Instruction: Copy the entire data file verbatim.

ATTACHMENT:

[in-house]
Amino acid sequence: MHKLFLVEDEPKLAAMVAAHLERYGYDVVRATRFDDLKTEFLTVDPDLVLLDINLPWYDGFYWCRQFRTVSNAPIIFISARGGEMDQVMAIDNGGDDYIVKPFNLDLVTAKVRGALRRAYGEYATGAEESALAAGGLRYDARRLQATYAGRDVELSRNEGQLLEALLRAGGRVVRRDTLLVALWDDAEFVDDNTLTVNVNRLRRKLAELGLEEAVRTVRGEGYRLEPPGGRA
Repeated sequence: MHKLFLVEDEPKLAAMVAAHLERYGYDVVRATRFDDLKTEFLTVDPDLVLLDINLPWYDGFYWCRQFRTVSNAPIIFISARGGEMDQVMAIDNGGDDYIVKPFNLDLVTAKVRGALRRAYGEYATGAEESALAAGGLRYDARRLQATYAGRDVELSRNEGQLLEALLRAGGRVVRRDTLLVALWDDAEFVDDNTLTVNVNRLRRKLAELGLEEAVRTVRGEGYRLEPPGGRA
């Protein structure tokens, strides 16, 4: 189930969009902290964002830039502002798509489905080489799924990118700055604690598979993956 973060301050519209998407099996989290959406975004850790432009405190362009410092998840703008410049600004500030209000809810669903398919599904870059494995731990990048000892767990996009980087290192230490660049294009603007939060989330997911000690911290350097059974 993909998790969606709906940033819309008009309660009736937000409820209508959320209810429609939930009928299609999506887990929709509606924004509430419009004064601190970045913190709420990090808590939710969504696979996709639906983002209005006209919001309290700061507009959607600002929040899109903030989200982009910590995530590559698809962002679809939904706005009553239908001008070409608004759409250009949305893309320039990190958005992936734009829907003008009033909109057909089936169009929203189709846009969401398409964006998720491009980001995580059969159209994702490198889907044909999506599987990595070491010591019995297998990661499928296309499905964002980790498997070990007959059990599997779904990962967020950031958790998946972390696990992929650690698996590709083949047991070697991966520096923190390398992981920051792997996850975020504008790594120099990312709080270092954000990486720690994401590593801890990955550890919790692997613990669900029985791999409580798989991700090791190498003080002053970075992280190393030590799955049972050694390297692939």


[in-house]
Amino acid sequence: MHKLFLVEDEPKLAAMVAAHLERYGYDVVRATRFDDLKTEFLTVDPDLVLLDINLPWYDGFYWCRQFRTVSNAPIIFISARGGEMDQVMAIDNGGDDYIVKPFNLDLVTAKVRGALRRAYGEYATGAEESALAAGGLRYDARRLQATYAGRDVELSRNEGQLLEALLRAGGRVVRRDTLLVALWDDAEFVDDNTLTVNVNRLRRKLAELGLEEAVRTVRGEGYRLEPPGGRA
Repeated sequence: MHKLFLVEDEPKLAAMVAAHLERYGYDVVRATRFDDLKTEFLTVDPDLVLLDINLPWYDGFYWCRQFRTVSNAPIIFISARGGEMDQVMAIDNGGDDYIVKPFNLDLVTAKVRGALRRAYGEYATGAEESALAAGGLRYDARRLQATYAGRDVELSRNEGQLLEALLRAGGRVVRRDTLLVALWDDAEFVDDNTLTVNVNRLRRKLAELGLEEAVRTVRGEGYRLEPPGGRA
């Protein structure tokens, strides 16, 4: 189930969009902290964002830039502002798509489905080489799924990118700055604690598979993956 973060301050519209998407099996989290959406975004850790432009405190362009410092998840703008410049600004500030209000809810669903398919599904870059494995731990990048000892767990996009980087290192230490660049294009603007939060989330997911000690911290350097059974 993909998790969606709906940033819309008009309660009736937000409820209508959320209810429609939930009928299609999506887990929709509606924004509430419009004064601190970045913190709420990090808590939710969504696979996709639906983002209005006209919001309290700061507009959607600002929040899109903030989200982009910590995530590559698809962002679809939904706005009553239908001008070409608004759409250009949305893309320039990190958005992936734009829907003008009033909109057909089936169009929203189709846009969401398409964006998720491009980001995580059969159209994702490198889907044909999506599987990595070491010591019995297998990661499928296309499905964002980790498997070990007959059990599997779904990962967020950031958790998946972390696990992929650690698996590709083949047991070697991966520096923190390398992981920051792997996850975020504008790594120099990312709080270092954000990486720690994401590593801890990955550890919790692997613990669900029985791999409580798989991700090791190498003080002053970075992280190393030590799955049972050694390297692939």